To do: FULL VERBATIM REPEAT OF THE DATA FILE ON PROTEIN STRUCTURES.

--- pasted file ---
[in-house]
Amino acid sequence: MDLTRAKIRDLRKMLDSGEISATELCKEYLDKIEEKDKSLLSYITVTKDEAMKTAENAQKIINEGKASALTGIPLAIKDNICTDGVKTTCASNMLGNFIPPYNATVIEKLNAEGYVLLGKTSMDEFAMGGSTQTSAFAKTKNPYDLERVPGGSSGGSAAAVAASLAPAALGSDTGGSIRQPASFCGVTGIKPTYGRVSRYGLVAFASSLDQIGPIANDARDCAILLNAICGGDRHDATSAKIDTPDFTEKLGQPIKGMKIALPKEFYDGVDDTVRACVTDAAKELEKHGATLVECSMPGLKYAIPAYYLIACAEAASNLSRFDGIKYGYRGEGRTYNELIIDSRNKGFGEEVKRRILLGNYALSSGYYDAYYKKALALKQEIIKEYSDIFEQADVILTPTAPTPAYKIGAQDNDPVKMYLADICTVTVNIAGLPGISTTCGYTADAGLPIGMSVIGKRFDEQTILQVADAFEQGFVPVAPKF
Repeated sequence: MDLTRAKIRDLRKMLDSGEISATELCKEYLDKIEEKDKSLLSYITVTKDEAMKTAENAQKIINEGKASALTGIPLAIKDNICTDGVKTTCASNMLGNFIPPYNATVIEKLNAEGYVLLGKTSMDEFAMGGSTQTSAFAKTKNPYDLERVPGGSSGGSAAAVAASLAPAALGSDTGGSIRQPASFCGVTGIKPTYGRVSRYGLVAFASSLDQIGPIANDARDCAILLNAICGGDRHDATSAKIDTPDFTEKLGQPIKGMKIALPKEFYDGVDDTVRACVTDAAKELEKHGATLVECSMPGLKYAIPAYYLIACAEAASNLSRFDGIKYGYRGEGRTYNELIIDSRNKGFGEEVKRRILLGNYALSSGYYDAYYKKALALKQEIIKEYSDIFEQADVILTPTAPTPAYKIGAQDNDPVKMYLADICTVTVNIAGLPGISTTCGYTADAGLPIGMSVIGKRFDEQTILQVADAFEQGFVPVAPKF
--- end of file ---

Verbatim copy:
[in-house]
Amino acid sequence: MDLTRAKIRDLRKMLDSGEISATELCKEYLDKIEEKDKSLLSYITVTKDEAMKTAENAQKIINEGKASALTGIPLAIKDNICTDGVKTTCASNMLGNFIPPYNATVIEKLNAEGYVLLGKTSMDEFAMGGSTQTSAFAKTKNPYDLERVPGGSSGGSAAAVAASLAPAALGSDTGGSIRQPASFCGVTGIKPTYGRVSRYGLVAFASSLDQIGPIANDARDCAILLNAICGGDRHDATSAKIDTPDFTEKLGQPIKGMKIALPKEFYDGVDDTVRACVTDAAKELEKHGATLVECSMPGLKYAIPAYYLIACAEAASNLSRFDGIKYGYRGEGRTYNELIIDSRNKGFGEEVKRRILLGNYALSSGYYDAYYKKALALKQEIIKEYSDIFEQADVILTPTAPTPAYKIGAQDNDPVKMYLADICTVTVNIAGLPGISTTCGYTADAGLPIGMSVIGKRFDEQTILQVADAFEQGFVPVAPKF
Repeated sequence: MDLTRAKIRDLRKMLDSGEISATELCKEYLDKIEEKDKSLLSYITVTKDEAMKTAENAQKIINEGKASALTGIPLAIKDNICTDGVKTTCASNMLGNFIPPYNATVIEKLNAEGYVLLGKTSMDEFAMGGSTQTSAFAKTKNPYDLERVPGGSSGGSAAAVAASLAPAALGSDTGGSIRQPASFCGVTGIKPTYGRVSRYGLVAFASSLDQIGPIANDARDCAILLNAICGGDRHDATSAKIDTPDFTEKLGQPIKGMKIALPKEFYDGVDDTVRACVTDAAKELEKHGATLVECSMPGLKYAIPAYYLIACAEAASNLSRFDGIKYGYRGEGRTYNELIIDSRNKGFGEEVKRRILLGNYALSSGYYDAYYKKALALKQEIIKEYSDIFEQADVILTPTAPTPAYKIGAQDNDPVKMYLADICTVTVNIAGLPGISTTCGYTADAGLPIGMSVIGKRFDEQTILQVADAFEQGFVPVAPKF